GreenLake works on a consumption-based model, which allows customers to rapidly grow and shrink capacity in response to measured usage. There's no large upfront price. And, as a SaaS-like product with billing based on usage, there's no fixed lease with predetermined payments. While the GreenLake gear is owned and operated by HPE, the customer controls configurations and security policies.

Learn the pros and cons of a consumption-based pricing model
Organizations must weigh the positives and negatives when signing up for programs like HPE's GreenLake, which brings cloudlike, consumption-based pricing to on-premises systems.

AWS Outposts

If GreenLake turns traditional IT software and equipment into a private cloud service, AWS Outposts does the opposite: It brings a subset of public cloud services to private, on-premises infrastructure. Like GreenLake, Outposts features vendor-owned and managed equipment that runs select AWS services, including:

  • EC2 general-purpose (M5), compute (C5), memory (R5), graphics (G4dn) and I/O optimized (I3en) instances;
  • Amazon Elastic Block Store (EBS) and Amazon S3 object storage with support for EBS snapshots and CloudEndure disaster recovery;
  • Amazon Virtual Private Cloud networking with a local gateway, VPN gateway and support for application load balancer;
  • Amazon's Elastic Container Service and Elastic Kubernetes Service container managers;
  • relational databases (SQL Server, MySQL, PostgreSQL) and ElastiCache; and
  • Elastic MapReduce and related Hadoop applications such as Spark, Hive and Presto.

The initial manifestation of Outposts was available only in a 42U rack, although it does not need to be fully populated. AWS has since introduced 1U and 2U models. The full-rack design includes redundant top-of-rack switches, power distribution units and redundant capacity for high availability.

Outposts resources are managed alongside existing AWS services via its management console, but it also supports AWS Resource Access Manager, through which Outposts can share resources across multiple accounts.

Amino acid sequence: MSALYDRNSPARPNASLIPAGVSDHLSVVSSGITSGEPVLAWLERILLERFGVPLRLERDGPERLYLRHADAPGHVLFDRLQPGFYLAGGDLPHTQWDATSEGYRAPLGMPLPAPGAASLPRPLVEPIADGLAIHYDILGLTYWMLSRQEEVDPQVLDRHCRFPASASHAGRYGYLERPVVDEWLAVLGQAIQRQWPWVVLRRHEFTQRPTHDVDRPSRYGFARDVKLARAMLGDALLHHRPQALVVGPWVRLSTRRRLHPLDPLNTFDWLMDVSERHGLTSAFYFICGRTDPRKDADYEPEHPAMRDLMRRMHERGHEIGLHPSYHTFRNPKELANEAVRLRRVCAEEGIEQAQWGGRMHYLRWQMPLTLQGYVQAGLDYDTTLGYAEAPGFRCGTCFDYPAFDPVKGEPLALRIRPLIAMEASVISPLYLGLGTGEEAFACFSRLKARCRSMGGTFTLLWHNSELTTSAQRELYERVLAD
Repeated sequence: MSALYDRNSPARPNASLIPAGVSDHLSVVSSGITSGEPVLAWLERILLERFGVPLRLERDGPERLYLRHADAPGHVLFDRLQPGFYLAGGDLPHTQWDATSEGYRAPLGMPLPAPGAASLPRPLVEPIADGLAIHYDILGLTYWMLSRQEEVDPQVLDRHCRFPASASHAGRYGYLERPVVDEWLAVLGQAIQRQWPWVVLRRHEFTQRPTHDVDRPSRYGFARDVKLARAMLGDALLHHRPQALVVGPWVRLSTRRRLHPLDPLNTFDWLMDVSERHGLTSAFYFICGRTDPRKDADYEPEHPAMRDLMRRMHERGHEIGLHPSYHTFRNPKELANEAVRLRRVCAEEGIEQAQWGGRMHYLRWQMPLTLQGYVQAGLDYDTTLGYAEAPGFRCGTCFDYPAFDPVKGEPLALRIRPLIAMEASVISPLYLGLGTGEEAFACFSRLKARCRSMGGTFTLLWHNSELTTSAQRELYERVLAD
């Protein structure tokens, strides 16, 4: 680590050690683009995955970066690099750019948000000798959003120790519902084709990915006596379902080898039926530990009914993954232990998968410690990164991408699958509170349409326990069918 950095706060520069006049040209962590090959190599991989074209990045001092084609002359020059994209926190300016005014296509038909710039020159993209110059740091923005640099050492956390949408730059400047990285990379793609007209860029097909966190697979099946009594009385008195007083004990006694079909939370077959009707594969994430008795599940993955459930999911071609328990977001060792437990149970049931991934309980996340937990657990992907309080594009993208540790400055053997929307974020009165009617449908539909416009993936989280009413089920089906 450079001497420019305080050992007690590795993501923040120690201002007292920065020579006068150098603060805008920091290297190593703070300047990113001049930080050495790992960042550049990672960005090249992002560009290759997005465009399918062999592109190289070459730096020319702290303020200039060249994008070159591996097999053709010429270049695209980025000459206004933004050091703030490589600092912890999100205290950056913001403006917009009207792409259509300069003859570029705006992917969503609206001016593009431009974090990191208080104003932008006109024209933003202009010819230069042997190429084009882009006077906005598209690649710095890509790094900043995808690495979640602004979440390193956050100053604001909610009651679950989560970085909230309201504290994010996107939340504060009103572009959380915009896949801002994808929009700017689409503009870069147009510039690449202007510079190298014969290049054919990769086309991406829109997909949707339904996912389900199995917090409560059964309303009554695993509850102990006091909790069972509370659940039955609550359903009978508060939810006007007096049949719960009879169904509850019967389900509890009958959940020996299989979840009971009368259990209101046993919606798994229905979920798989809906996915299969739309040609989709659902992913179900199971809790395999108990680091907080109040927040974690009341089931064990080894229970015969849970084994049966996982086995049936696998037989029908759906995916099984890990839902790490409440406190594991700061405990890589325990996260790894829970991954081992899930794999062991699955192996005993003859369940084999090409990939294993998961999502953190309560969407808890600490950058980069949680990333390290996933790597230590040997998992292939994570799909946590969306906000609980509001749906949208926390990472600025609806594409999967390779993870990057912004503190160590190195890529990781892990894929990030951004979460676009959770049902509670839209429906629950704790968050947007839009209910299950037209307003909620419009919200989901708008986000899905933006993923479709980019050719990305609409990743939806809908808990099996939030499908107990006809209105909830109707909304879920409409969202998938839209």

While GreenLake requires customers to submit a proposed configuration in order to obtain a price estimate, Outposts pricing is fairly standardized, with small, two-instance installations starting at about $5,000 per month. For Outposts customers, EBS starts at 30 cents per gigabyte, per month, while S3 is 10 cents per gigabyte, per month.

Compare GreenLake vs. Outposts

While GreenLake and Outposts have a similar set of features, they differ in one significant way: Outposts is tied to the AWS cloud stack, while GreenLake supports any software stack a customer chooses. Therein lies the primary decision factor for organizations that consider these managed private cloud offerings.

Outposts is ideal for organizations that are already committed to AWS and would like to run legacy applications on private systems within an on-premises or other private facility.

GreenLake, meanwhile, is best for organizations that already use HPE equipment but would like a managed service with usage-based billing. It is a good fit for organizations with a long-term commitment to on-premises infrastructure and aren't aggressively moving new and existing applications to the public cloud.

Outposts is a tightly integrated hybrid cloud product. It provides the same set of services on premises and in the cloud. In contrast, GreenLake does not address the public cloud element of the hybrid model.

While it can work with various public clouds, GreenLake itself won't provide the single management UI and seamless ability to provision workloads on dedicated and shared infrastructure. This distinguishes GreenLake from Outposts and Azure Stack.